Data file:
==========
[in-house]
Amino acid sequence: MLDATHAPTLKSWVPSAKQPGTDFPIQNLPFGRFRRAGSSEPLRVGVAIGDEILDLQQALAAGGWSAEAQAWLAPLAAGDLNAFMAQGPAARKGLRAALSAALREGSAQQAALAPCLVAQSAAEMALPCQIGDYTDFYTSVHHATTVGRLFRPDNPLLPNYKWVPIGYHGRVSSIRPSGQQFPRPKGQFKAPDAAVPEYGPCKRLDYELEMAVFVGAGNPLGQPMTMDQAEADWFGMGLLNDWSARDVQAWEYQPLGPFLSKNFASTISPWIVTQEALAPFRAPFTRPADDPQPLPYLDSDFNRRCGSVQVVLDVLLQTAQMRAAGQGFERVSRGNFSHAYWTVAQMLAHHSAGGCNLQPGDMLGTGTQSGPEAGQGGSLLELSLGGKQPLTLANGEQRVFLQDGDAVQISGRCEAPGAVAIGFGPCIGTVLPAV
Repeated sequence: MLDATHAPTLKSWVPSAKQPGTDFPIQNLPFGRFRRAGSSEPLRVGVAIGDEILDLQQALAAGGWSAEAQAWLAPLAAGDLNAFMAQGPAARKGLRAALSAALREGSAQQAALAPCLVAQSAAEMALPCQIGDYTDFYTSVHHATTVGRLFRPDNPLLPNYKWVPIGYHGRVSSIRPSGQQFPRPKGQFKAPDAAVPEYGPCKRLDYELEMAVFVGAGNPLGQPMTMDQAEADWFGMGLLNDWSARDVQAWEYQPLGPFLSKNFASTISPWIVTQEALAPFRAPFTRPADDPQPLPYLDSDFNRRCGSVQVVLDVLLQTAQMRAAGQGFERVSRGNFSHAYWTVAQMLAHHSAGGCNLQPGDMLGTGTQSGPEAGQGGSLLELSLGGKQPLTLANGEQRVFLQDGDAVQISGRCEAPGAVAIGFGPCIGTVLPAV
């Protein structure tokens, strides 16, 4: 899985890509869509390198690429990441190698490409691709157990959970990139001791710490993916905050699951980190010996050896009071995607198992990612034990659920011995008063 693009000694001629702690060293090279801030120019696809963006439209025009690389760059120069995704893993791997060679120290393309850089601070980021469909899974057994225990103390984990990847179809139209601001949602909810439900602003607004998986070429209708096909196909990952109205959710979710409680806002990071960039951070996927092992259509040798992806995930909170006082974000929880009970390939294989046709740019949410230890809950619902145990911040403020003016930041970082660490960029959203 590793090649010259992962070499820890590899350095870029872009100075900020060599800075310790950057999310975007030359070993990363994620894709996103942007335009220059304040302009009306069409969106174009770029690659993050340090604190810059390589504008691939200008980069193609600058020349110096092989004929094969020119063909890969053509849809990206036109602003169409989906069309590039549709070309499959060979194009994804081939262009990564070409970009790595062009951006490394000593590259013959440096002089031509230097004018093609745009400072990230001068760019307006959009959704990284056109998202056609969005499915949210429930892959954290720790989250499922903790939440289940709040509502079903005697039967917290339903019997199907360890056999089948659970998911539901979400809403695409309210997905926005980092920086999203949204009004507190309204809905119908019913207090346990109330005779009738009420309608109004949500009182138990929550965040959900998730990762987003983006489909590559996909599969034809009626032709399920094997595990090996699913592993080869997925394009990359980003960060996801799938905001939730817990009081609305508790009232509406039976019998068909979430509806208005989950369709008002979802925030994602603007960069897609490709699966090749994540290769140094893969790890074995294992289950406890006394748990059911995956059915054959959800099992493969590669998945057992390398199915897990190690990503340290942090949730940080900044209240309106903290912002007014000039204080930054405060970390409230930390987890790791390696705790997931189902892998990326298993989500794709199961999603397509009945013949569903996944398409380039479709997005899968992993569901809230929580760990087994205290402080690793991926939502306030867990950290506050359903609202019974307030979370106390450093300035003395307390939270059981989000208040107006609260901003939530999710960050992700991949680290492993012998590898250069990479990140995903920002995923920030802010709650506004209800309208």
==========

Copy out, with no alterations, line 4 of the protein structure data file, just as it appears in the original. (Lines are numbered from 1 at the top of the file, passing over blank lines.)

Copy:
């Protein structure tokens, strides 16, 4: 899985890509869509390198690429990441190698490409691709157990959970990139001791710490993916905050699951980190010996050896009071995607198992990612034990659920011995008063 693009000694001629702690060293090279801030120019696809963006439209025009690389760059120069995704893993791997060679120290393309850089601070980021469909899974057994225990103390984990990847179809139209601001949602909810439900602003607004998986070429209708096909196909990952109205959710979710409680806002990071960039951070996927092992259509040798992806995930909170006082974000929880009970390939294989046709740019949410230890809950619902145990911040403020003016930041970082660490960029959203 590793090649010259992962070499820890590899350095870029872009100075900020060599800075310790950057999310975007030359070993990363994620894709996103942007335009220059304040302009009306069409969106174009770029690659993050340090604190810059390589504008691939200008980069193609600058020349110096092989004929094969020119063909890969053509849809990206036109602003169409989906069309590039549709070309499959060979194009994804081939262009990564070409970009790595062009951006490394000593590259013959440096002089031509230097004018093609745009400072990230001068760019307006959009959704990284056109998202056609969005499915949210429930892959954290720790989250499922903790939440289940709040509502079903005697039967917290339903019997199907360890056999089948659970998911539901979400809403695409309210997905926005980092920086999203949204009004507190309204809905119908019913207090346990109330005779009738009420309608109004949500009182138990929550965040959900998730990762987003983006489909590559996909599969034809009626032709399920094997595990090996699913592993080869997925394009990359980003960060996801799938905001939730817990009081609305508790009232509406039976019998068909979430509806208005989950369709008002979802925030994602603007960069897609490709699966090749994540290769140094893969790890074995294992289950406890006394748990059911995956059915054959959800099992493969590669998945057992390398199915897990190690990503340290942090949730940080900044209240309106903290912002007014000039204080930054405060970390409230930390987890790791390696705790997931189902892998990326298993989500794709199961999603397509009945013949569903996944398409380039479709997005899968992993569901809230929580760990087994205290402080690793991926939502306030867990950290506050359903609202019974307030979370106390450093300035003395307390939270059981989000208040107006609260901003939530999710960050992700991949680290492993012998590898250069990479990140995903920002995923920030802010709650506004209800309208």